Study offers method to gauge whether you're bound for baldness
MONDAY, June 16 (HealthDay News) -- Want to know how much hair you're losing?
Start counting -- the hairs on your comb, not on your head.
In the June issue of Archives of Dermatology, scientists demonstrate that a so-called "60-second hair count" is a simple and reliable away to get a grip on whether you're balding and, if so, how fast.
The procedure, which can be carried out in the convenience of your own home, may reassure the adult male -- or not.
"Hair loss is fraught with emotions... Here is a hair count that allows the person to get a handle as to what's going on with their hair," said Dr. Jeffrey Miller, senior author of the study and associate professor of dermatology at Penn State College of Medicine in Hershey, Penn. "With something like the 60-second hair count, you can participate and monitor in an objective fashion what's going on with your hair."
"The reality is that hair loss is incredibly common among men and women. Fifty percent of both genders will have hair loss by the age of 50. That's a big number," added Dr. Doris Day, an attending physician in dermatology at Lenox Hill Hospital in New York City. "It affects how you're perceived, your ability to date and climb that corporate ladder."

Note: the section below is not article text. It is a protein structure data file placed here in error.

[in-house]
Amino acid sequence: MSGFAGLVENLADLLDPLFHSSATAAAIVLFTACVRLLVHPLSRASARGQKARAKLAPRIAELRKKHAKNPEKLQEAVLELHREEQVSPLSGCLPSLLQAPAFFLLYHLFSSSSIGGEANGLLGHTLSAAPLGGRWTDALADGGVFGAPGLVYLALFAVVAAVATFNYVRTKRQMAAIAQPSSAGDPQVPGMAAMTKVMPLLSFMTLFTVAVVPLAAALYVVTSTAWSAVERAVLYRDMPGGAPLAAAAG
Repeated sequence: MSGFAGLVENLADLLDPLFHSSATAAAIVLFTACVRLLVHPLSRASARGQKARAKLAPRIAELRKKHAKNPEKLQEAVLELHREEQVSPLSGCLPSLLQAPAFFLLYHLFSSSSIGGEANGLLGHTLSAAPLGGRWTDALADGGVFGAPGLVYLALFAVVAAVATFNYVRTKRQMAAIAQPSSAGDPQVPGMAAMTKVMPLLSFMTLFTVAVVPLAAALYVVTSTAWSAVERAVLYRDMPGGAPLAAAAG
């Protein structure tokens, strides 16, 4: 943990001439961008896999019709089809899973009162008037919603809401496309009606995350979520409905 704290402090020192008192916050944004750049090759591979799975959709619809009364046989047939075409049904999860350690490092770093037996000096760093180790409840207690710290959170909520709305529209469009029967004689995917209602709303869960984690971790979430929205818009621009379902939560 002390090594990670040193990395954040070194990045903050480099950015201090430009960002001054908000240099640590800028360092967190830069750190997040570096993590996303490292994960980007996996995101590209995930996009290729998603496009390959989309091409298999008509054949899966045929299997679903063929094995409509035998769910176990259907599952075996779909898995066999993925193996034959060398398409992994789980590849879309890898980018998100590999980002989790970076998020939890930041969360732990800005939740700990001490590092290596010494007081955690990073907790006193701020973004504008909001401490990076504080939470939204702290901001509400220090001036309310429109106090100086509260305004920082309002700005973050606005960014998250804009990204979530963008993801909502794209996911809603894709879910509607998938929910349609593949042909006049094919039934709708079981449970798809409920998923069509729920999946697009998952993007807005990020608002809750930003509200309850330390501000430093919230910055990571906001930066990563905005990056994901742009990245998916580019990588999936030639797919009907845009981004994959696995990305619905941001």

Both the media and dermatology experts are fond of proclaiming that shedding 100 hairs a day is normal. (That's probably too high, Miller said.) But there is little scientific evidence for that number, which is based on the assumption that the average scalp holds 100,000 hairs, 10 percent of which are at any one time in the telogen, or resting, phase.
Not only do experts not know how much hair loss is normal, they also don't have any standardized way of assessing the amount of hair lost on an average day.
"We keep saying the same things over and over, that it's normal to lose 100 hairs a
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